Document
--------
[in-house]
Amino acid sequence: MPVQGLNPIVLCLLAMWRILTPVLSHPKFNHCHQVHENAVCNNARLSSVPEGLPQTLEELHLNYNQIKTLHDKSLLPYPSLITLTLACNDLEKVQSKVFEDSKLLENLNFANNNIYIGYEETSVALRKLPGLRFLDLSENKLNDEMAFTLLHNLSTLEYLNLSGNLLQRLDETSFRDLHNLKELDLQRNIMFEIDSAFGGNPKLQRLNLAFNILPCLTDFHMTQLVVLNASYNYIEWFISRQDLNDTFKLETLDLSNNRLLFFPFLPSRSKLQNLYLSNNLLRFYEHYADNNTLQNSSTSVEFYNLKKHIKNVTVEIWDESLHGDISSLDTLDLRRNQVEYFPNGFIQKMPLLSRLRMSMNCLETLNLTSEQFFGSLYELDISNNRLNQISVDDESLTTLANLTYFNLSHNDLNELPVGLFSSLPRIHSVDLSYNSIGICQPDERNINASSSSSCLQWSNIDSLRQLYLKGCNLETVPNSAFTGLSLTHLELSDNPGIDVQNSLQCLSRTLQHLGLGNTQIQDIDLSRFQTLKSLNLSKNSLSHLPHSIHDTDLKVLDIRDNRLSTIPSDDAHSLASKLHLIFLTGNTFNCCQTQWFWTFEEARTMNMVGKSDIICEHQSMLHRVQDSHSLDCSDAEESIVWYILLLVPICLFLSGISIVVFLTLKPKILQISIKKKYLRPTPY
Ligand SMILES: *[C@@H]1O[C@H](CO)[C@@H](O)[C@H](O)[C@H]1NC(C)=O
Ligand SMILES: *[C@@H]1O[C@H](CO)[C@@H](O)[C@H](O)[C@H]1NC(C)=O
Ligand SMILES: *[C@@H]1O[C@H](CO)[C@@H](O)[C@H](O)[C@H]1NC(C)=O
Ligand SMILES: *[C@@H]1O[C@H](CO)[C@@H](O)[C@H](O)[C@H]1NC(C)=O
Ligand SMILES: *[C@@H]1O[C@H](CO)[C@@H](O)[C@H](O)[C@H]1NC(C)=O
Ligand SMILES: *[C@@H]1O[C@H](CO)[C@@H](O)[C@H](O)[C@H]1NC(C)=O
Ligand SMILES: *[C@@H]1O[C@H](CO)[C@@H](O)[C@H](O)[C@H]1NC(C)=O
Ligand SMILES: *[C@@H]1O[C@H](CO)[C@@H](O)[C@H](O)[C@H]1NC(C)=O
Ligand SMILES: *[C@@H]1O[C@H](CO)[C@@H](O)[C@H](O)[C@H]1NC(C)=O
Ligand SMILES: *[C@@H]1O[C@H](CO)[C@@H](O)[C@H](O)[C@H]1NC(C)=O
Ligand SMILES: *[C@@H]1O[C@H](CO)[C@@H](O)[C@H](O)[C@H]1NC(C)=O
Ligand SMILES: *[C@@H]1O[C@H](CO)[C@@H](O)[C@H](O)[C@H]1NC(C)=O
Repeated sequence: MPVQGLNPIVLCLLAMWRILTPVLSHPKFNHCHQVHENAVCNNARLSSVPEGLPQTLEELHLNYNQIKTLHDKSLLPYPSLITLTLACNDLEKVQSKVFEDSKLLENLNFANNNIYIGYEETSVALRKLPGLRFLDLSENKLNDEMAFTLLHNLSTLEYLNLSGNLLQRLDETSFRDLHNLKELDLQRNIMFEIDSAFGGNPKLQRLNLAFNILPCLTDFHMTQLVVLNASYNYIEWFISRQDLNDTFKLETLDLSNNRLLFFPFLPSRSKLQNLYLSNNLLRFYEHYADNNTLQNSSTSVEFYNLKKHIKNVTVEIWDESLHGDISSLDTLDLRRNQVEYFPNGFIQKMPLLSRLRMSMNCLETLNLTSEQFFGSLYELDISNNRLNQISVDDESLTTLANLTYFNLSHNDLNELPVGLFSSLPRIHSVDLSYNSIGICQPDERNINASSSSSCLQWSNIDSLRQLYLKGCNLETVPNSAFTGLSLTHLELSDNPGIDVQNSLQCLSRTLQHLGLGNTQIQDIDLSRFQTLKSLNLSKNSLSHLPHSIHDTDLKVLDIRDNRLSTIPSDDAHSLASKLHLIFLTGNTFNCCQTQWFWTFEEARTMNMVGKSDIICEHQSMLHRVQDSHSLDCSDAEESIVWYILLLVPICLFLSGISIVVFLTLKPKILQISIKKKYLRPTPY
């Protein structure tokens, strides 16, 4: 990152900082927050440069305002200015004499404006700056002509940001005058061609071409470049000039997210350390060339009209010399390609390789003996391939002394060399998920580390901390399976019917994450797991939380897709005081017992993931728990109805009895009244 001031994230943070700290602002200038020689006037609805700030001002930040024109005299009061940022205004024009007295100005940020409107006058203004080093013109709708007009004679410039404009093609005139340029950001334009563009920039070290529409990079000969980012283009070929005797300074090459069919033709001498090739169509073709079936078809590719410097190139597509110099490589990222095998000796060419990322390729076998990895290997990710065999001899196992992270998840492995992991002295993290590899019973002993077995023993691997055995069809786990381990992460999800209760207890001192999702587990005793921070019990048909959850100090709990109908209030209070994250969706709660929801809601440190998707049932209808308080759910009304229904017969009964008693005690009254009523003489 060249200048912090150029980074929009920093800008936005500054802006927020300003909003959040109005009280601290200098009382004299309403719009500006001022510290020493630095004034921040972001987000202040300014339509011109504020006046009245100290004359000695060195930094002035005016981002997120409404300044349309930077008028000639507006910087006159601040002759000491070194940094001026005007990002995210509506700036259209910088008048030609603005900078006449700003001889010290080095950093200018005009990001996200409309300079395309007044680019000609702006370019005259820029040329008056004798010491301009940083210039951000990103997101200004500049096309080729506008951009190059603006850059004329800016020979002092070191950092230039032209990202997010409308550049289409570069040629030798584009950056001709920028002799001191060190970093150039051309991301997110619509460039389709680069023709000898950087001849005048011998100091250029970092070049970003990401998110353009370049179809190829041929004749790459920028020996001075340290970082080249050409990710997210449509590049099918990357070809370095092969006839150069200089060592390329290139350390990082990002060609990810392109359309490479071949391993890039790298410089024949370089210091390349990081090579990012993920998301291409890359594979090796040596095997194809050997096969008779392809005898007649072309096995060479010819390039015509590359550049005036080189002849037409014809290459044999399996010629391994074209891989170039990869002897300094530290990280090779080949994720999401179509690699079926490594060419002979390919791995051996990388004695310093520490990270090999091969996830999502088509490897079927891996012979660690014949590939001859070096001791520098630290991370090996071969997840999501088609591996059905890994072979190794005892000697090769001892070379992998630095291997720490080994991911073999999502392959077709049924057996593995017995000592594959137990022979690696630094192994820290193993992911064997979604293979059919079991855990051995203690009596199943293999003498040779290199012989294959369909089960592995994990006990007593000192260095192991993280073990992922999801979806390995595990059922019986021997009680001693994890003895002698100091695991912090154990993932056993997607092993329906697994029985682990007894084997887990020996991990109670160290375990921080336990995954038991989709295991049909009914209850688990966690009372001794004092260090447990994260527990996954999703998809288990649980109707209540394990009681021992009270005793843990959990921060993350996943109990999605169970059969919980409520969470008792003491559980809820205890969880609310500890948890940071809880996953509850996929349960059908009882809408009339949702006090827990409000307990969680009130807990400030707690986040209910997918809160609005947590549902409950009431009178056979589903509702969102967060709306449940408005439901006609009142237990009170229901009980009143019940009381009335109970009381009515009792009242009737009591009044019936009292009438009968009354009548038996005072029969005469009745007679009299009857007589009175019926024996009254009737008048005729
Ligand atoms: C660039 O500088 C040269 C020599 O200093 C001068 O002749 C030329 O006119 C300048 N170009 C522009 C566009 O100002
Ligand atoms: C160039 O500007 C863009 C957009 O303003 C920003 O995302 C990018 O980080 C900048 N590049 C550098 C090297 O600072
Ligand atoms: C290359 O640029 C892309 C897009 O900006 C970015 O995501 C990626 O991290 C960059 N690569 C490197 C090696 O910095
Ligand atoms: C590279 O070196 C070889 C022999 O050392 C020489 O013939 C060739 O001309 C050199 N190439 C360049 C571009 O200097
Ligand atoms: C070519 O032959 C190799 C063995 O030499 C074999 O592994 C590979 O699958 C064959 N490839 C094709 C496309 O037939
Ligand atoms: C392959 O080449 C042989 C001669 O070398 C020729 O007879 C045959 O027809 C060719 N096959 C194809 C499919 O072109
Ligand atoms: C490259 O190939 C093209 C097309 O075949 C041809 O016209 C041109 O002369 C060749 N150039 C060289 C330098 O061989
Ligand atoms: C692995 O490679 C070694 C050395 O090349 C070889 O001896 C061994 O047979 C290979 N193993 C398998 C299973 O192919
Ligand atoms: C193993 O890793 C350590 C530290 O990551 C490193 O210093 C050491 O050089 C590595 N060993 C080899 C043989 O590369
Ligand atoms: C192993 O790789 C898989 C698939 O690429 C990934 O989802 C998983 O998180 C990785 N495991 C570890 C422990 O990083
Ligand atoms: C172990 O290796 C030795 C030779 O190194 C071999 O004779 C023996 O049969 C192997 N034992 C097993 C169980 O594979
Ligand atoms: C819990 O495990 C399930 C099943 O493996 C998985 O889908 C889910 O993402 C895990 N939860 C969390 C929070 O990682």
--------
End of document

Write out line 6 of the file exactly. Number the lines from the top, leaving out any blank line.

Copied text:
Ligand SMILES: *[C@@H]1O[C@H](CO)[C@@H](O)[C@H](O)[C@H]1NC(C)=O